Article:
8 Kitchen Design Choices You'll Live to Regret, According to Interior Designers — and What to do Instead

We asked designers — what are the biggest regrets people have about their kitchens? Here's what they told us

a modern kitchen with beige interiors
(Image credit: Studio McGee)

No matter how much you plan and prepare for a kitchen remodel, there are always going to be compromises to make, or ideas that slip through the net. Is any kitchen ever 100% perfect after all?

Working with an experienced kitchen designer will help you avoid the most common causes of post-kitchen-remodel remorse though — they're more familiar with the potential pitfalls of a modern kitchen and delivering practicality you might not have ever even thought of before. Many of their clients come to them to help with a kitchen when their old one isn't performing as it should, after all.

Who better, then, to let us know what the biggest regrets most people have about their kitchens, and the key things you should consider, add or change if you want to avoid buyer's remorse?

1. Playing it too safe

a modern apartment kitchen

(Image credit: Nicole Franzen. Design: Husband.Wife)

The most common regret that the designers we asked mentioned was that they played it too safe with their choices when remodeling a kitchen. 'I genuinely believe that many homeowners may rue the missed opportunity to step outside their comfort zones and play it a bit too safe and traditional when it comes to kitchen design,' says San Francisco-based interior designer Lexie Saine. 'Striking the right balance between functionality and aesthetics is key in design, and both elements are pivotal in ensuring a kitchen's success.'

2. Or being too trend-led

a modern kitchen with a marble countertop

(Image credit: Benedetto Rebecca. Design: Charles Cohen Designs)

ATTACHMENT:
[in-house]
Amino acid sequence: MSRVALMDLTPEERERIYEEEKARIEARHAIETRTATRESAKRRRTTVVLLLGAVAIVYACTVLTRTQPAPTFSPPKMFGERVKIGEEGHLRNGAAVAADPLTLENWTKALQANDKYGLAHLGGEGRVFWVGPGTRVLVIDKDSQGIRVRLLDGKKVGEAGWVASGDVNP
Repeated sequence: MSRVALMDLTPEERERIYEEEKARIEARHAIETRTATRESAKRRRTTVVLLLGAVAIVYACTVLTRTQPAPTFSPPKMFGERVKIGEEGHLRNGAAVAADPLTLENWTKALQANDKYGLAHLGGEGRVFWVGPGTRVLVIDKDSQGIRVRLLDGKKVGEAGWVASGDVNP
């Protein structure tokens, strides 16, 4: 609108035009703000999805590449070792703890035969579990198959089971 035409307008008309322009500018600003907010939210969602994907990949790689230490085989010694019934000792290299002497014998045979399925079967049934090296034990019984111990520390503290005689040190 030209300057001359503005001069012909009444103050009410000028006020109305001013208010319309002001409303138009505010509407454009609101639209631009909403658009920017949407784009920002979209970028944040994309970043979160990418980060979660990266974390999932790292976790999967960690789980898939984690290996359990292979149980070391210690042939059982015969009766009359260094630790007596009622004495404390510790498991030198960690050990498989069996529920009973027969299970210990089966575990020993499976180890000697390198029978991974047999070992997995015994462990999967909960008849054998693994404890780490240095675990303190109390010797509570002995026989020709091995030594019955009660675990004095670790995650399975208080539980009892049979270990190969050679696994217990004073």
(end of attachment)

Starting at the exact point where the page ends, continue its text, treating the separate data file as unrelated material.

This balance isn't always easy, especially if you're trying to straddle both timelessness and personality with your design, but chasing kitchen trends can also lead to regret, according to Mélanie Cherrier and Laurence Pons Lavigne of Blanc Marine Intérieurs. 'Choosing something that is ‘’now on trend’’ can always be dangerous as it is not a timeless choice,' the designers explain.

'My advice is for homeowners to embrace that one distinctive element that might initially seem a tad bold but holds a special allure for them,' Lexie Saine adds. 'By designing the entire kitchen around this standout feature, they not only avoid any regrets but also infuse the space with a unique character that makes the design truly unforgettable. It's all about seizing the chance to make a statement and creating a kitchen that resonates with individuality and personal style.'

3. Storage

a deep drawer for dish storage in a kitchen

(Image credit: Stacy Zarin Goldberg. Design: Unique Kitchens and Baths)

Not getting your kitchen storage right is, of course, one of the major regrets people have about their spaces. 'Not strategizing enough on the storage needs is a big regret,' says Casey Keasler, founder of interior design studio Casework. 'People are often overwhelmed with all the choices, they forget to sit back and make sure the function is also right for them.'

Of course, the needs of each kitchen remodel depends on who it's for. 'We give our clients homework… we print out elevations or 3d renderings of all the cabinets and ask them to take postit notes and write down their items (like plates/bowls or silverware or rice cooker) and place them on doors/drawers,' Casey tells us. 'This ensures they are getting exactly what they need AND where.'

4. "Zero Radius" Sinks

marble worktop and sink with cover in the same material

(Image credit: Ryan Garvin. Design: Brandon Architects and Brooke Wagner Design)

For a practical takeaway, interior designer Valerie Lush of Toronto-based studio Viola House says that people often regret choosing so-called "zero radius" kitchen sinks.